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Andrew is a staff writer at the “The Hudsucker”. He is a 30 year old lawyer living in Ottawa. Besides legal jargon, his brain capacity is taken up by reality show trivia, video game walk-throughs and room escape strategies. Andrew is also happily in a long-term, long-distance relationship. Follow him on Twitter as @sublymonal.

“The Hunger Games – Mockingjay Part I”: Was it Worth Splitting in Two?

I will do my best to keep the review below free of significant spoilers. With that said, I would consider myself a pretty die-hard Tribute (as Hunger Games fans are called) but as a lawyer and a writer, I’m also inherently skeptical. I was skeptical when the decision was made to split the final Harry Potter book in two, but I could understand why. The book, while not the longest of the series, certainly was action-packed enough to fill somewhere between 4 to 6 hours of film. Color me twice as skeptical, however, when Francis Lawrence, the director of The Hunger Games movies decided to take the same approach to the final book in that series, Mockingjay.

A week prior to the film’s release, I even read a few spoiler-free reviews to see how the first half would hold up. They were hit-or-miss. Some critics said the split made the film feel like one long trailer for the second half, while others said Lawrence hit the nail on the head and used the split to build suspense for the series’ climax. I was, to say the least, anxious going into the movie theater on Thursday night. I have always thought The Hunger Games series of films has been the best book-to-movie series transition of any one I’ve known. From C.S. Lewis’s to J.K. Rowling’s, from J.R.R. Tolkien’s to Lemony Snicket’s, I’ve seen a few hits but a lot more misses and so for Lawrence to deliver two great films in a row, I was worried the magic would run dry when it came to the final book which had been perhaps unnecessarily split in two.

Jennifer Lawrence as Katniss Everdeen, Credit: Lionsgate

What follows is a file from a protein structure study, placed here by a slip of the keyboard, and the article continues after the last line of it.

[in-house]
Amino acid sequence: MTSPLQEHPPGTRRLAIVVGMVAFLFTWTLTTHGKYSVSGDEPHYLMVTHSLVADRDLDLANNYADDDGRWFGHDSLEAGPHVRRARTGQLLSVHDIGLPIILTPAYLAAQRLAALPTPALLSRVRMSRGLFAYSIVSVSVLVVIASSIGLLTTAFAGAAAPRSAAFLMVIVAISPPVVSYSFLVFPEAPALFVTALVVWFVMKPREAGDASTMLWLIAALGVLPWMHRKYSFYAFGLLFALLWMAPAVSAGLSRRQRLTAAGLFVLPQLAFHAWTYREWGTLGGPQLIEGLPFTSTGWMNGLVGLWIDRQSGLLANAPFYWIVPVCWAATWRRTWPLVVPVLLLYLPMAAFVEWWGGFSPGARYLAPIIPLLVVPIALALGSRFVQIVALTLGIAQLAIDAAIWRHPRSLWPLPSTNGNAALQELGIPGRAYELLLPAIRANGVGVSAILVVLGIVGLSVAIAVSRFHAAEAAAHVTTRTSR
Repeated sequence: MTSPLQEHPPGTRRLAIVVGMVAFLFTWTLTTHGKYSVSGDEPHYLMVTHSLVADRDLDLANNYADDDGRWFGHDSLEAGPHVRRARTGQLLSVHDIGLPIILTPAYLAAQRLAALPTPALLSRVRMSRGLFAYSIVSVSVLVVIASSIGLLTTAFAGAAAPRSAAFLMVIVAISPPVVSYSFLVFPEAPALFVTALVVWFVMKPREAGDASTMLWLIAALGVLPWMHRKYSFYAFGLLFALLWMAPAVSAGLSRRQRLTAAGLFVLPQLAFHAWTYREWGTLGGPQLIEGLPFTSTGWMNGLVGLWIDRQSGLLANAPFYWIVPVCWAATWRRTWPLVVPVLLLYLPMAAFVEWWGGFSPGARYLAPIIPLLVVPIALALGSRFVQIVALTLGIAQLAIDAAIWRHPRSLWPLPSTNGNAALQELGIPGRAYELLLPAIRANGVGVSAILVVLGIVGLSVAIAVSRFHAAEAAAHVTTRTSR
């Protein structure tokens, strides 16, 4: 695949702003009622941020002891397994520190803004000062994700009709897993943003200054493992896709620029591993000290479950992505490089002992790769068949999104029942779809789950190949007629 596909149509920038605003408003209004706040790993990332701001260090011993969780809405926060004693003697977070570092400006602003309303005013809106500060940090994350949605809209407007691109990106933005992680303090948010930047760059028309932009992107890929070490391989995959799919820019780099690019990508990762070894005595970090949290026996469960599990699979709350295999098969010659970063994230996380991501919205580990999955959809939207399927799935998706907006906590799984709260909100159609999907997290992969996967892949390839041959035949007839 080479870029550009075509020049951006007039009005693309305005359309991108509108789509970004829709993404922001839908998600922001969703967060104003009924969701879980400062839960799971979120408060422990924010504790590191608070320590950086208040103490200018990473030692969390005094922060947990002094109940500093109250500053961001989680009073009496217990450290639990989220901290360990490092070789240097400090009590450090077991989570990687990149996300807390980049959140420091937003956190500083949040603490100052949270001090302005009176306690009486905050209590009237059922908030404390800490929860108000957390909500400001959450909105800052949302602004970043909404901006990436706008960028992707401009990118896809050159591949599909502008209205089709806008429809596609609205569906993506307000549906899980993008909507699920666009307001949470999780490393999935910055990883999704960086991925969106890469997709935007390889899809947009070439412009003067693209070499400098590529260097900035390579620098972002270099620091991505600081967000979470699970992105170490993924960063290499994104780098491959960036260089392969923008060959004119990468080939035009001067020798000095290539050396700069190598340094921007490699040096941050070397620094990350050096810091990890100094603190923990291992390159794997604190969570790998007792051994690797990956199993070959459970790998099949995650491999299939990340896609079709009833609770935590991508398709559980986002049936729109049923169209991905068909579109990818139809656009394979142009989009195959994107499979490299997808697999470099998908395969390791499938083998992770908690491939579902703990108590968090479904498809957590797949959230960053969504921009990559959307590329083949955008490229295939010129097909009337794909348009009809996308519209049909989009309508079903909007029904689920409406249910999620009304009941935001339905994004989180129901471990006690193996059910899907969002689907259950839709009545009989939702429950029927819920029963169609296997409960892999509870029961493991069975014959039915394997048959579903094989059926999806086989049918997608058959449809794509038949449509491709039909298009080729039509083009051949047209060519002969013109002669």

That said, after watching the film I can now understand the decision and have even come to agree with it. Perhaps it was Lawrence’s plan all along to use the first film to delve deeper into the emotional layers of each character and to tell the smaller stories that those who read the books closely would appreciate. This was one of the big complaints that fans of the Harry Potter series had. Small plot lines were taken out for the sake of time and often the result made the films less human. These smaller plot lines are what turn the characters into people, rather than just creations of the author’s mind. In Mockingjay, we see more of Katniss with her sister, Prim, who she originally entered the games for. We also see interactions between characters that may not be all that significant in the grand scheme of things, but go a long way to reminding the audience what we liked about Beetee, Effie and Gale. Lawrence even takes the time to lighten the mood with a bit of humor in an otherwise tense war-zone.

What has changed in the third film is that the story relies less on the constant driving action of the Hunger Games themselves and more on the cold war going on between the Capitol and the Rebellion. This creates plenty of opportunities for the talents of the film’s cast to shine. Jennifer Lawrence has proven her emotional worth in other films and taps into that same angst here to deliver a performance that feels raw, but in a good way. There are moments that almost feel like it’s not even acting anymore but Lawrence herself channeling those emotions and I think that’s what has made her version of Katniss so compelling all the way through the series and what has made both her and her character so likeable.